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Conferma Pay: Virtual Card Finds Footing Amid Market Volatility

Optimizing B2B payments means providing a consumer-like experience while ensuring a seamless workflow, security and centralized control over spend within the enterprise.

Those requirements don’t change in the midst of a pandemic, either. Rather, they’re perhaps even more important amid market volatility.

Digitizing payments is a crucial first step to keep cash flowing between business partners, said Darren Blair, head of B2B at Conferma Pay. But, he noted, organizations need to be smart about the technologies they choose to deploy.

“Electronic payment methods allow organizations to retain the controls they require within procurement and finance teams,” he told PYMNTS. “I think organizations have an opportunity to be tactful and thoughtful in terms of how they look to deploy these solutions.”

The value proposition of the virtual card was certainly strong before the pandemic. Now, said Blair, the payment technology may play a critical role in helping organizations remain agile through disruptions like work-from-home requirements and supply chain squeezes.

The Virtual Card Value Prop

The consumerization of B2B payments has been a powerful theme for organizations hoping to optimize their financial transactions.

“The ultimate goal is to make payments a more convenient, accessible and secure experience,” said Blair. “While they’re eager to provide that consumerized experience to employees at work, they can only do that if they can retain layers of control.”

The virtual card is a tool that can provide a streamlined experience for the end user while still ensuring that employees’ data remains secure and internal spend controls remain in place, he said, pointing to the virtual card’s ability to facilitate spend for a defined amount of money and a defined user. Even if that card number is compromised, the card is designated only for a particular purchase, and it expires once that purchase is made.

At the same time, the transaction is digitized to allow for automated and integrated reconciliation and spend analysis.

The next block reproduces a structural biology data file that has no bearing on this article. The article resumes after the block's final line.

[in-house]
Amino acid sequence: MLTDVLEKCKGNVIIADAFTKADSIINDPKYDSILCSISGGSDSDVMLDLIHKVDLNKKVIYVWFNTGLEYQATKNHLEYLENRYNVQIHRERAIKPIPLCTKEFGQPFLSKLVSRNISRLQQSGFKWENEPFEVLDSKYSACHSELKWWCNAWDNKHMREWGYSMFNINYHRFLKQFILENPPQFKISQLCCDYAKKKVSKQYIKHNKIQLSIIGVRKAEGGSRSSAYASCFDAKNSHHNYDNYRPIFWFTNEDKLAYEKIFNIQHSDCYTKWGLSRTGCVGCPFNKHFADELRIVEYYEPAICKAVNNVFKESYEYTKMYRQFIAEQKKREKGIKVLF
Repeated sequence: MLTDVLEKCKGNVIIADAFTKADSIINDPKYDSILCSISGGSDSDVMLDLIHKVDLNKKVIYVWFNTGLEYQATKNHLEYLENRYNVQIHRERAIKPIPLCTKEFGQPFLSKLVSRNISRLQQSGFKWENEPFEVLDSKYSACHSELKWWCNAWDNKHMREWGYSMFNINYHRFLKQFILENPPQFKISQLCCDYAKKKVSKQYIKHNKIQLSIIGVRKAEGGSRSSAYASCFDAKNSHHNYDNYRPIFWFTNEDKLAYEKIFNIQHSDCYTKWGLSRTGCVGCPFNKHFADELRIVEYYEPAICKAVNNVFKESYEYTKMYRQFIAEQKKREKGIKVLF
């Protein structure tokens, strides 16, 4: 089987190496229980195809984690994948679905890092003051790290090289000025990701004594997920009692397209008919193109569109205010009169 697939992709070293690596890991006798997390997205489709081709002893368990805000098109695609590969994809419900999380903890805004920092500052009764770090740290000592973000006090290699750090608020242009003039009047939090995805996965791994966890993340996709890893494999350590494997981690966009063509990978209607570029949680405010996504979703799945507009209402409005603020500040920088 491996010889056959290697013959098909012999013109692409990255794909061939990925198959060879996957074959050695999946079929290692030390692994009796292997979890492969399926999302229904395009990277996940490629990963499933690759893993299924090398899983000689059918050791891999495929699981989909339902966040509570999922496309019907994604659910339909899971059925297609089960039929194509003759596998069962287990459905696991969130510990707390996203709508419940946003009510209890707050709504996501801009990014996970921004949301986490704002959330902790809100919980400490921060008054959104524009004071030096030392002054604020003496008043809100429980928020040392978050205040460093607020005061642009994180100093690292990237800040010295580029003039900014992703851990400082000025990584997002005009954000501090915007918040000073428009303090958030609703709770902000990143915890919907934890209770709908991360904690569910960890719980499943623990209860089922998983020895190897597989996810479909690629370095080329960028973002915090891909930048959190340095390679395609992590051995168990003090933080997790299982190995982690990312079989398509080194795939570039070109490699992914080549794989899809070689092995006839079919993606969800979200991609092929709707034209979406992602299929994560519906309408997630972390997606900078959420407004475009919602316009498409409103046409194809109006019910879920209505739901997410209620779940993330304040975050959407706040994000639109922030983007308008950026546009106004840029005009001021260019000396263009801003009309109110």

These features not only mitigate the risks often associated with physical commercial cards — that is, the risk of compromised card and cardholder data — but also the risks and drawbacks of more legacy forms of B2B payments, including the paper check.

While overcoming the inertia of change within an enterprise can be a challenge, Blair said that virtual card technology is already familiar to many businesses, particularly in the area of corporate travel. Applying this technology to other areas of spend, including procurement with the tail end of the supplier base, can ease firms away from legacy payment methods without the pain of entirely novel technologies.

Virtualizing The Card In A Pandemic

There are myriad ways the pandemic has upped the value proposition of the virtual card, according to Blair.

For a start, the virtualization of the physical commercial card not only facilitates safer contactless payments, but also ensures that cards can be issued in accordance with internal spend controls from anywhere for any employee, whether they’re working from home or not.

With so many organizations facing financial hardships, it’s important for businesses to understand the value that their payment mechanisms provide — not only to themselves, but to their business partners as well. The capabilities of straight-through processing can be especially important for corporates’ suppliers, taking away the burden of manually processing cards.

“What we’re looking to do in the B2B payment space is to not only provide automation to the buyer, but actually provide automation to the supplier end of the equation as well,” Blair said. “With straight-through processing, which ultimately comes from a buyer-initiated payment, it’s actually delivered straight into the supplier’s bank account without any action required by the supplier.”

For vendors, this can mean faster access to the capital they need to remain in business, pay their own suppliers and meet growing demands from their business partners throughout the supply chain. For the buyer, accelerating payment to suppliers means minimizing supply chain disruptions.

The pandemic has introduced unprecedented levels of volatility and uncertainty in the market today. Yet it has also accelerated the enterprise’s digitization journey, one that Blair said should include an electronic payments strategy.

Yet organizations must be tactful about which digital payment tools they implement. Ensuring that payment solutions can meet the needs of a remote workforce without compromising security and control will remain a vital priority in the months ahead. The virtual card, Blair noted, can not only meet the needs of an organization in the context of the COVID-19 crisis, but can actually provide a win-win scenario for both buyer and supplier to optimize B2B payments and related workflows, positioning these firms to thrive in times to come.

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